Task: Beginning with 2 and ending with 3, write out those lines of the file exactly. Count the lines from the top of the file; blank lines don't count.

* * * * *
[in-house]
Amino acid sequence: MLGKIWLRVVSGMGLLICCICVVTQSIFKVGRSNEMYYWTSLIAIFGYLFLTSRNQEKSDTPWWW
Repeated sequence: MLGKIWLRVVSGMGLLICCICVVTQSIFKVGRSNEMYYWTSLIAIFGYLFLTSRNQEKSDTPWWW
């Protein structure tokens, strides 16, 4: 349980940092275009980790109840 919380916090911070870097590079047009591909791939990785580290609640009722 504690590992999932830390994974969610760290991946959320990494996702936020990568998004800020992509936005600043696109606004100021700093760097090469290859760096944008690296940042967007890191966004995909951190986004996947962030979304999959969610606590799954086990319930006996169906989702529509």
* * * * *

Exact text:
Amino acid sequence: MLGKIWLRVVSGMGLLICCICVVTQSIFKVGRSNEMYYWTSLIAIFGYLFLTSRNQEKSDTPWWW
Repeated sequence: MLGKIWLRVVSGMGLLICCICVVTQSIFKVGRSNEMYYWTSLIAIFGYLFLTSRNQEKSDTPWWW